August 1986

Depression in EpilepsySignificance and Phenomenology

Author Affiliations

From the Neurobehavior Program, Department of Neurology and Reed Neurological Research Center, University of California at Los Angeles (Drs Mendez, Cummings, and Benson), and Neurobehavior Unit, West Los Angeles Veterans Administration Center (Brentwood Division) (Drs Cummings and Benson). Dr Mendez is now with University Hospitals of Cleveland.

Arch Neurol. 1986;43(8):766-770. doi:10.1001/archneur.1986.00520080014012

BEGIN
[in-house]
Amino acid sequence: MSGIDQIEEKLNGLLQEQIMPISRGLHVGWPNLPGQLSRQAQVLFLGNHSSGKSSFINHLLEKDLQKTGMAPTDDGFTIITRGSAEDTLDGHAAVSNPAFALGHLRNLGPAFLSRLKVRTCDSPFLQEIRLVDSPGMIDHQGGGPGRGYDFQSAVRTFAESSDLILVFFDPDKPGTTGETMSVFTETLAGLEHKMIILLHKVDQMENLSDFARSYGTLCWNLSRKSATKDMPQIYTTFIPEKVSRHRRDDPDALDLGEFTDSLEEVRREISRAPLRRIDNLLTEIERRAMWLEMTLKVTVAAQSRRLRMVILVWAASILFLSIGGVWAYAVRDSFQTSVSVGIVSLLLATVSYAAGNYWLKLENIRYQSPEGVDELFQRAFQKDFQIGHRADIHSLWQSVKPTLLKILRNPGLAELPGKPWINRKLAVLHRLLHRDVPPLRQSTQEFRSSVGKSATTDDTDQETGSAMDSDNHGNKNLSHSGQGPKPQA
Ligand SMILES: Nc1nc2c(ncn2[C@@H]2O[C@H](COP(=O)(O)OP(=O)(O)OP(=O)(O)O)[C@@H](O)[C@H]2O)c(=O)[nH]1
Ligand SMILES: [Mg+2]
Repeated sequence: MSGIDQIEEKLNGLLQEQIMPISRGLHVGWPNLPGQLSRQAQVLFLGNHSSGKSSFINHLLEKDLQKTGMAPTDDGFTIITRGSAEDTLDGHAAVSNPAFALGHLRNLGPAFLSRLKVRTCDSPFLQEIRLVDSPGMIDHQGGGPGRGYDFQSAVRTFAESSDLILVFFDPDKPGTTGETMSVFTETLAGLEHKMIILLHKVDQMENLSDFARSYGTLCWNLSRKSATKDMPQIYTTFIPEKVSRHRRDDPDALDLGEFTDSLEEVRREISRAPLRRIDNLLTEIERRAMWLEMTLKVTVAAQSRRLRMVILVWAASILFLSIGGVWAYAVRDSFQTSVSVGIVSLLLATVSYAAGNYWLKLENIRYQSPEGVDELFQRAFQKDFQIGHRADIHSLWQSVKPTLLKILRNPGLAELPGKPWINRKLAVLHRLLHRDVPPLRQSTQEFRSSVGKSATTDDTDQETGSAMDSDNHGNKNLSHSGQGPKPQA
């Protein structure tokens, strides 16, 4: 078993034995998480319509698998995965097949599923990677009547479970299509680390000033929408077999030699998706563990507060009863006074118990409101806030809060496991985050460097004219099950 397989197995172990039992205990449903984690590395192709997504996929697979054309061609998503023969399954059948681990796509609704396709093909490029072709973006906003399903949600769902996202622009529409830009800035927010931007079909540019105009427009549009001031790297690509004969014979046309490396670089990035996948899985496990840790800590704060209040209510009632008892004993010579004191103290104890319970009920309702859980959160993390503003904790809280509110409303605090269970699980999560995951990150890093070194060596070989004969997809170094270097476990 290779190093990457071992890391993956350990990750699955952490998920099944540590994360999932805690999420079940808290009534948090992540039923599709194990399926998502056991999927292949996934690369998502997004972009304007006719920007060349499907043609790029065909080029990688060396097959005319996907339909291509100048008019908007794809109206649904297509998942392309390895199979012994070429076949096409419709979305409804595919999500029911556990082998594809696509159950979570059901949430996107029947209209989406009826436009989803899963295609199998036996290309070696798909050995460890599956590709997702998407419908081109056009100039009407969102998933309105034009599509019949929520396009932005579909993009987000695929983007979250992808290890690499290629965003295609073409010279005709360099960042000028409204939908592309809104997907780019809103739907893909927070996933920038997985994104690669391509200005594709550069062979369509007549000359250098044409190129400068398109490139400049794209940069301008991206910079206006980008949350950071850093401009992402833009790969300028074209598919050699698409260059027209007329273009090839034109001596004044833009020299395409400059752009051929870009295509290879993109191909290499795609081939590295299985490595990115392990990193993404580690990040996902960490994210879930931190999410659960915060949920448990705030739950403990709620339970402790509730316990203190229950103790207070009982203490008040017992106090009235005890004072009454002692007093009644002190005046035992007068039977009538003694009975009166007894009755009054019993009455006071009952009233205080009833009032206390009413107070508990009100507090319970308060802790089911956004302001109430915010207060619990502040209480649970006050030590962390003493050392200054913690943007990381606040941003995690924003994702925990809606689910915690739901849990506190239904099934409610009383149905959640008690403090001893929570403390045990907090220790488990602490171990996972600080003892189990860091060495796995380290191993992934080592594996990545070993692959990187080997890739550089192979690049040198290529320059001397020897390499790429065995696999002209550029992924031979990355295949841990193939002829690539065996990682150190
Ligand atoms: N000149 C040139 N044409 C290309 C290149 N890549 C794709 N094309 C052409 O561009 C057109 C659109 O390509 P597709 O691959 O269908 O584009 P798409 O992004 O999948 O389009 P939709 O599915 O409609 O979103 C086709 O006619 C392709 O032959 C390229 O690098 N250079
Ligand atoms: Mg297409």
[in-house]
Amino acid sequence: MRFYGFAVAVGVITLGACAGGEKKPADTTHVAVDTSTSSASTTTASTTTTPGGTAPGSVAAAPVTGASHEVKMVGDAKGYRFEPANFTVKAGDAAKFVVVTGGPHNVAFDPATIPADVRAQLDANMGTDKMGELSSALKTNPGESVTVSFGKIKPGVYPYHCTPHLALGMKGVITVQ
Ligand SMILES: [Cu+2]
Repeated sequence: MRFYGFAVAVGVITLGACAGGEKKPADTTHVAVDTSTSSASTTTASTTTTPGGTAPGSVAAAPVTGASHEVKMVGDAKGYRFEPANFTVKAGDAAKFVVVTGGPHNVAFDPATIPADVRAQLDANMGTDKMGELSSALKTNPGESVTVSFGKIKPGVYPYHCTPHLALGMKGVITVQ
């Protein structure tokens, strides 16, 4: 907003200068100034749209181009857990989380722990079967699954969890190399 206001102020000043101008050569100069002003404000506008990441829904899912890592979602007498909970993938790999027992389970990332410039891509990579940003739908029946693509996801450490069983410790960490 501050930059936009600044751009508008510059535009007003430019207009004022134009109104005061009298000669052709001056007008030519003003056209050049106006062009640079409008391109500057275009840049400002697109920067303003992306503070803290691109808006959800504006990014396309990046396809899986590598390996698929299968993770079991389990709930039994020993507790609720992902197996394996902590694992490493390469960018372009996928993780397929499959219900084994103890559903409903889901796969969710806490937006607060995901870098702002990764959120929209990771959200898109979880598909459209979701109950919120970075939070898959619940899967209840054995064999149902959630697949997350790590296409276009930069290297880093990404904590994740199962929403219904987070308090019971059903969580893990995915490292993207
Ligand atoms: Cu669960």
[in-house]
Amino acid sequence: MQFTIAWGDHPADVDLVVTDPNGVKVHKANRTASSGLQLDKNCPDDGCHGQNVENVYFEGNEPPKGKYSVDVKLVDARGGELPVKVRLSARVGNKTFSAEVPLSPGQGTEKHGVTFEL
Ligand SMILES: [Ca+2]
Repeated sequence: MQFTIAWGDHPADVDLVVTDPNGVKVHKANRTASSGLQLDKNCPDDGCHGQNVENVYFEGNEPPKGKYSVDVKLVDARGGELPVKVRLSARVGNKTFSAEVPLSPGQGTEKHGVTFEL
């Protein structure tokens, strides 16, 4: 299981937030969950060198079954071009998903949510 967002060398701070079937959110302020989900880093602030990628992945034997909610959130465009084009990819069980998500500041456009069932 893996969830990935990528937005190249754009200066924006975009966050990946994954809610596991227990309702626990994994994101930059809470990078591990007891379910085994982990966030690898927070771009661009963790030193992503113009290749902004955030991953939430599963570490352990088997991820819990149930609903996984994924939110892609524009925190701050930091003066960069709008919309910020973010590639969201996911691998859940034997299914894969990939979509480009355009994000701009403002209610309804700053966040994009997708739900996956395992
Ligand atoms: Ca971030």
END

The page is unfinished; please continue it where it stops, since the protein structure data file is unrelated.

• Depression is common in epileptics, but few studies of this relationship exist. We investigated the prevalence of depression in comparably disabled outpatients and its phenomenology in psychiatrically hospitalized inpatients. Fifty-five percent of 175 outpatient epileptics and 30% of 70 matched controls reported depression; 30% of epileptics vs 7% of controls reported prior suicide attempts. Epileptics were four times more likely to have been hospitalized for depression than nonepileptics. Twenty depressed epileptic inpatients were characterized by "endogenous" rather than "neurotic" features with more psychotic traits, paranoia, and underlying chronic dysthymia. Sixteen patients had complex partial seizures, and ten of 11 patients had a lateralized electroencephalographic focus lateralized to the left hemisphere. These results suggest a specific epileptic psychosyndrome due to limbic dysfunction.